The contemporary conflict around immigration and the plight of refugees has been framed by those with power and privilege as one of competing interests: it’s supposedly about their needs versus our resources. And so we tend to ask, “What can we afford to give them?” Unfortunately, the desire to preserve our own comfort can blind us not only to the needs of others, but also to needs we may have. The better question is, “What can we give each other in order to live fully and securely?” The frame now becomes one of mutuality rather than competition, something more akin to the biblical rationale for hospitality.
Meanwhile, the parrots of Telegraph Hill continue to fly about in the city, making a racket, unaware of those who complain of their presence. And, conservationists report, their relative safety in the City by the Bay is helping to preserve a species of parrot that is endangered in its Mexican homeland.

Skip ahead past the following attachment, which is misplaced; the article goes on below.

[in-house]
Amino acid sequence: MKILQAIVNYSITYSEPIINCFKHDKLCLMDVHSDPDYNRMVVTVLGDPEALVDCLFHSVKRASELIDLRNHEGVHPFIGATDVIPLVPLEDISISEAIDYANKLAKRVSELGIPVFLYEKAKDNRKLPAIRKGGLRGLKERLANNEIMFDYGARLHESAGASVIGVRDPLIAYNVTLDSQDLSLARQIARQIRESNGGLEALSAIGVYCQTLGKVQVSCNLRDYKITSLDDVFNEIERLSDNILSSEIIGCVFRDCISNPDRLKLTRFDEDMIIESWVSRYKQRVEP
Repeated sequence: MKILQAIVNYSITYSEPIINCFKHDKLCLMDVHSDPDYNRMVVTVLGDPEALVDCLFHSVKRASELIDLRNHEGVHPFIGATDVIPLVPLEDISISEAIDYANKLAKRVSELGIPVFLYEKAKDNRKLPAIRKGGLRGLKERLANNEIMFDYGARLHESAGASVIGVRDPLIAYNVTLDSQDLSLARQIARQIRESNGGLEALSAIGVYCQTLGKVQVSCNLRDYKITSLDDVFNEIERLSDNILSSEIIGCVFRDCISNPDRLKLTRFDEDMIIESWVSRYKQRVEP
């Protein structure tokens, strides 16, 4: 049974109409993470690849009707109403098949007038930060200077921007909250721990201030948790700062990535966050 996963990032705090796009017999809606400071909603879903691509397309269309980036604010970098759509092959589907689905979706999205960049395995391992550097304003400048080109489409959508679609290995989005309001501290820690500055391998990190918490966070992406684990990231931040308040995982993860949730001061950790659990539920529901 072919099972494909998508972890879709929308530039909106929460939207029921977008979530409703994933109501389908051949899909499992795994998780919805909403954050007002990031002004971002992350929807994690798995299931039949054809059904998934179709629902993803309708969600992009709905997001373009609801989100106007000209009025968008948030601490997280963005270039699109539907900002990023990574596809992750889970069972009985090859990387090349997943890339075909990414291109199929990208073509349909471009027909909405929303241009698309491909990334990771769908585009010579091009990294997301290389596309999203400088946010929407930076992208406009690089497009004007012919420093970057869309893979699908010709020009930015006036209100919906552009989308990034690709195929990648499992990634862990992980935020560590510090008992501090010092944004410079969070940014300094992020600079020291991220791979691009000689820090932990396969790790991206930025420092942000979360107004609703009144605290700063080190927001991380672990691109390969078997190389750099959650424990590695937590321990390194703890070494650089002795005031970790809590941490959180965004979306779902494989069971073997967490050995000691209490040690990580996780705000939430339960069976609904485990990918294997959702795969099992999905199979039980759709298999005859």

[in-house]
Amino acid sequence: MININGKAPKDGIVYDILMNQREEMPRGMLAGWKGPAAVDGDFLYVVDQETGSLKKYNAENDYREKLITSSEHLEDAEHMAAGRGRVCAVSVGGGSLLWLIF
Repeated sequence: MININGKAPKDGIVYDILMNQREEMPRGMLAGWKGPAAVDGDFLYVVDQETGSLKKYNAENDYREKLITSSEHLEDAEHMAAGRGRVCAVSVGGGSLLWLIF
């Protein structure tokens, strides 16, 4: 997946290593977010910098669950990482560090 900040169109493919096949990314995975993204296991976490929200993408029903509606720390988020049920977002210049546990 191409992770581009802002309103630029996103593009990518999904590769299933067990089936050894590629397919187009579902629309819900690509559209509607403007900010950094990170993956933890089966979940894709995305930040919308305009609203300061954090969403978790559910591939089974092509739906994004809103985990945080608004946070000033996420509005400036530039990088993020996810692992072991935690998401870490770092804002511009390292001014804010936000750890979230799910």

Sadly, the people we label as refugees, immigrants, and undocumented workers, must remain painfully aware of those who wish them gone. They must struggle with the knowledge that many citizens refuse to see the value they bring to our local communities and our country. When we refer to them as categories to be managed, rather than as people with stories to tell and gifts to share, we deny their humanity.